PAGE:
However, since it was to be a moderate resort, budget factors to contain costs were important. Assistant project manager Bill Hanus stated, “Economic concessions were made from a design standpoint. For example, there are open air walkways as a motel would have, versus corridors. We used real ceramic tile in high visibility areas, while in other less prominent areas we mixed the real thing with fake. That meant that for every 10,000 feet of tile, 5,000 might be ceramic but the remainder were faux finished.

“In the rooms, the headboards are painted for texture instead of using wood molding. It all adds up when each room’s savings is multiplied many times. The contractor purchased everything up front – door frames, hardware, roofing and then stockpiled the materials in site trailers which protected the project from price increases over a two year period.

“He also used ‘just in time’ delivery for all ‘pilferable materials’, a significant cost containment step.”

Looking for savings in low-maintenance, fan-coil air conditioning units resulted in the elimination of extra ductwork systems, a more efficient unit with less maintenance for the operator, and millions of dollars in savings for Disney. The Coronado Springs team even sparked a competitive bidding war between commode manufacturers to obtain the optimum savings in toilets that provided water conservation, quiet flush and less stoppage.

Construction manager Dean Majors recalled, “The highest savings came from using Tunnel form system, a fast method of construction using two L-shaped metal forms to pour concrete room structures. The speed in which the rooms were built – twice as fast as regular construction – could not have been achieved without it. Lowering overall construction costs was a key factor in realizing the resort’s moderate price point.”

Executive Vice President of Architecture and Design Wing Chao said when the resort opened, “the theme is attractive. It’s something you can’t find in other places in America. We offer our guests the opportunity to escape to a different geographic and time period. This resort was purposely designed to perform at the same level as a luxury class hotel with the individual products of the same quality because the expectation level of our guests remains high.”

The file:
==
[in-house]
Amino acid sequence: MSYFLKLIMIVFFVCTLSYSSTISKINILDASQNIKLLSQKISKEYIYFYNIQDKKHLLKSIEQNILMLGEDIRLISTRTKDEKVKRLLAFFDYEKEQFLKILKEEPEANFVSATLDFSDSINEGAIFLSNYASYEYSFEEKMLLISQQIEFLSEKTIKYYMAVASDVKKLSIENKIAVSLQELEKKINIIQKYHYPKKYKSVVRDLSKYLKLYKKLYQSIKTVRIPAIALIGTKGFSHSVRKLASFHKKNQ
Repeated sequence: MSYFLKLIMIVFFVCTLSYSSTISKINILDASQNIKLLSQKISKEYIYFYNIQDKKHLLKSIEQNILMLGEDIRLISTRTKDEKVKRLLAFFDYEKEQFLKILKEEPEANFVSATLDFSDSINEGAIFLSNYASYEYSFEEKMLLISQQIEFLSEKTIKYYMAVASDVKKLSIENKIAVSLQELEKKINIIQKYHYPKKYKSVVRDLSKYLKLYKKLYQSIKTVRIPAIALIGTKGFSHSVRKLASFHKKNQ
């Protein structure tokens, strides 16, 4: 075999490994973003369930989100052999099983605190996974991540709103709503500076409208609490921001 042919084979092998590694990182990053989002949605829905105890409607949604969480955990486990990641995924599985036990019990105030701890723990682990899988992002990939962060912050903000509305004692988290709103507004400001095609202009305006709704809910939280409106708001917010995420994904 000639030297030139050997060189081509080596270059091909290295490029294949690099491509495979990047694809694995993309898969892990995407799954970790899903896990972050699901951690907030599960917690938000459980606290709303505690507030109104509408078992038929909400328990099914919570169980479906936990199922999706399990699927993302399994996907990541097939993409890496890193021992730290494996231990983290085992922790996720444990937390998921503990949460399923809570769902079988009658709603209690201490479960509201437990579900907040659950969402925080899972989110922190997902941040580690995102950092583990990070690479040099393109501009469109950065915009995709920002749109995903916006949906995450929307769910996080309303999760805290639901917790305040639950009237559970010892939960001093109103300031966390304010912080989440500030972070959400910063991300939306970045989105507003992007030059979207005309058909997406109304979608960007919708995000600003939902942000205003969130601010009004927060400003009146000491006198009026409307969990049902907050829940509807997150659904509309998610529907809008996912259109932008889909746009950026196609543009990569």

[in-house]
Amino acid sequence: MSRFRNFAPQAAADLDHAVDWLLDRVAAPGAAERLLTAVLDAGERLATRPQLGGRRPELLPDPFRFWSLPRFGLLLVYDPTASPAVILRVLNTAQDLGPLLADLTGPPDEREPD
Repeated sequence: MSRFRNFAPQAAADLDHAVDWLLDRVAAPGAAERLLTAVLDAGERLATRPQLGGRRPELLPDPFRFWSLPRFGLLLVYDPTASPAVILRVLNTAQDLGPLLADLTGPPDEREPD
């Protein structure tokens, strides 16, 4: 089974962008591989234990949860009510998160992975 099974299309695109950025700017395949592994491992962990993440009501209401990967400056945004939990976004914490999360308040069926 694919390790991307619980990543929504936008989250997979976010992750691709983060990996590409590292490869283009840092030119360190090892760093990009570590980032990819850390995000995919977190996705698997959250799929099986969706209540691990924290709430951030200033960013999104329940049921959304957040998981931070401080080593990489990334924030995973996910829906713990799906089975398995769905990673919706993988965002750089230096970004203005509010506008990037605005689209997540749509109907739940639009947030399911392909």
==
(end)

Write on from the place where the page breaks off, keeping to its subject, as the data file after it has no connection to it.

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Thanks, Jim! My review of Coronado Springs begins here–I’ll post an update to it after my stay there at the end of July.

And come back next Friday for more from Jim Korkis!

In the meantime, check out his books, including his latest, The Unofficial Walt Disney World 1971 Companion: Stories of How the World Began, and Secret Stories of Walt Disney World: Things You Never You Never Knew, which reprints much material first written for this site, all published by Theme Park Press.

 

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July 12, 2019   No Comments

A Friday Visit with Jim Korkis: Ice Station Cool and Club Cool at Epcot

Welcome back to Fridays with Jim Korkis! Jim, the dean of Disney historians, writes about Walt Disney World history every Friday on yourfirstvisit.net.

CLUB COOL AND ICE STATION COOL AT EPCOT

By Jim Korkis

Paperwork has been filed to remove Club Cool to make space for changes coming to Epcot. Club Cool first opened on November 14, 2005 as a location promoting Coca-Cola.

Disney has had a long relationship with Coca-Cola, since it was one of the original lessees at Disneyland in 1955 and became the sole soft drink provider for the Disney theme parks in 1982, when it started sponsoring the American Adventure pavilion at Epcot.